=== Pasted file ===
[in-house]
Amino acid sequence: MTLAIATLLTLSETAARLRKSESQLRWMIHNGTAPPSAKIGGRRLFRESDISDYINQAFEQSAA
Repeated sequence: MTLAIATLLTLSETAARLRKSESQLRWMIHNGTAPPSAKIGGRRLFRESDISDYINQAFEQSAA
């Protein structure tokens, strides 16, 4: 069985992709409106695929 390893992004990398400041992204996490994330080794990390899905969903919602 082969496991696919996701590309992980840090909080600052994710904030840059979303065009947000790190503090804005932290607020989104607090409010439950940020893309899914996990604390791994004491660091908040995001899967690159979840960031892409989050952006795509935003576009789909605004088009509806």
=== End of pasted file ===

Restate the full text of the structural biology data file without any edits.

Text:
[in-house]
Amino acid sequence: MTLAIATLLTLSETAARLRKSESQLRWMIHNGTAPPSAKIGGRRLFRESDISDYINQAFEQSAA
Repeated sequence: MTLAIATLLTLSETAARLRKSESQLRWMIHNGTAPPSAKIGGRRLFRESDISDYINQAFEQSAA
């Protein structure tokens, strides 16, 4: 069985992709409106695929 390893992004990398400041992204996490994330080794990390899905969903919602 082969496991696919996701590309992980840090909080600052994710904030840059979303065009947000790190503090804005932290607020989104607090409010439950940020893309899914996990604390791994004491660091908040995001899967690159979840960031892409989050952006795509935003576009789909605004088009509806």